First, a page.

June 16th 1958 – Marilyn sits for Magnum photographer Carl Perutz in New York, shortly before flying out to Hollywood to film Some Like It Hot.
‘Carl Perutz took photographs from the 1920’s through the 1970’s. These pictures included a spectrum of topics including war, peace, birth, and death. After joining the U.S. Army shortly after the Japanese attack on Pearl Harbor, he rose to the rank of Captain through his work doing aerial reconnaissance flying in B17’s over North Africa, France, and Germany.
After the war he moved to Paris, met Robert Capa, and joined the photographic agency Magnum, which gained fame partly as the first agency to specialize in allowing its artists to retain copyright to their images. Unlike Capa, Carl had seen enough combat by 1946 and he began photographing artists of literature, the visual, the stage, and the screen. Of his various subjects, working with Helen Keller provided his most powerful experience. It is, however, his photographs of Marilyn Monroe for which he is becoming best remembered’
Originally taken for a magazine article that never came to fruition, a limited number of the photos from the session were published but the rest were sadly lost. Fortunately, Marilyn had purchased a number of the prints, one of which can be seen here in her New York apartment, as detailed on this invoice dated 18 June 1958.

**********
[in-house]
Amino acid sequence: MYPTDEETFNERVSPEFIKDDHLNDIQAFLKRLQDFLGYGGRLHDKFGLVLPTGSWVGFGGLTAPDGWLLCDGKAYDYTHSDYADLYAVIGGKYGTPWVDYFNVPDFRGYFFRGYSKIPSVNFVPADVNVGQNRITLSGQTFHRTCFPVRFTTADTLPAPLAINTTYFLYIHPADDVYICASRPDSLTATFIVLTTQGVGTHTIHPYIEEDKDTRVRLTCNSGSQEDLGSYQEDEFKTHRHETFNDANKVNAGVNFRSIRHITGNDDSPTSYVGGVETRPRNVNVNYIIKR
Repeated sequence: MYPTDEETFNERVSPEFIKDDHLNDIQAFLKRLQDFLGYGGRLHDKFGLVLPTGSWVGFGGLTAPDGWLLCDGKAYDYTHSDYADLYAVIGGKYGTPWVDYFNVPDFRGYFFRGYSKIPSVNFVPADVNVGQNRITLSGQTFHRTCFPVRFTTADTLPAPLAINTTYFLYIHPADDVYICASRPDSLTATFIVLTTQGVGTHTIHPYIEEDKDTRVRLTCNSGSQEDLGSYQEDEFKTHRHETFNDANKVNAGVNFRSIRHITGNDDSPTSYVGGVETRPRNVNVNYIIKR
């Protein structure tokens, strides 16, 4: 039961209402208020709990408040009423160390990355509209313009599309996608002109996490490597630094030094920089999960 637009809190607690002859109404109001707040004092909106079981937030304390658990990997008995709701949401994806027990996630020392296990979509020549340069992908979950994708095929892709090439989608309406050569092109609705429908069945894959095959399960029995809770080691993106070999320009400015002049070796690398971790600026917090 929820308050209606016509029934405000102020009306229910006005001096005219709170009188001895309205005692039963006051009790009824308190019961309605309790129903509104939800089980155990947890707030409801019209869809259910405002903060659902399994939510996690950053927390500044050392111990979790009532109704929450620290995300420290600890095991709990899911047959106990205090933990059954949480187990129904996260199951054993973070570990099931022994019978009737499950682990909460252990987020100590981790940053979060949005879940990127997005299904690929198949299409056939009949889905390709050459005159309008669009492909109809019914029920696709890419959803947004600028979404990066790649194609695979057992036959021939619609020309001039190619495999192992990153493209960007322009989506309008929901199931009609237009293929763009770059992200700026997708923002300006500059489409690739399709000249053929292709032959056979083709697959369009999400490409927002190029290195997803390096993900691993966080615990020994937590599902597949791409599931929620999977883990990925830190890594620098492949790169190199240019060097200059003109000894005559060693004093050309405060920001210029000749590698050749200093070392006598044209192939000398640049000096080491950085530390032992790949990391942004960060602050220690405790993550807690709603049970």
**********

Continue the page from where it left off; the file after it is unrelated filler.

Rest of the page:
The artist Jon Whitcomb used one of the published prints as inspiration for his 1959 portrait of Marilyn, which was to later accompany an Easter article in a women’s weekly magazine. At some point, the original Whitcomb artwork ended up in the collection of Joe DiMaggio – it is unclear if he purchased the portrait or if it was gifted to him. ‘Marilyn’ hung over Joes mantle in his San Francisco home until his death in 1999. In May of 2006, the DiMaggio family auctioned his belongings, including the painting, which went onto fetch $30,000.
It’s worth mentioning that this photoshoot is the last time Marilyn is seen sporting her longer layered ‘1957’ hair, before it was restyled for Some Like It Hot, which she started work on, 4 August 1958.
Thankfully for all of us, the rest of Perutz’s photos were rediscovered in a warehouse in NYC in the 1980’s & here they are. [Copyright Pete Livinston]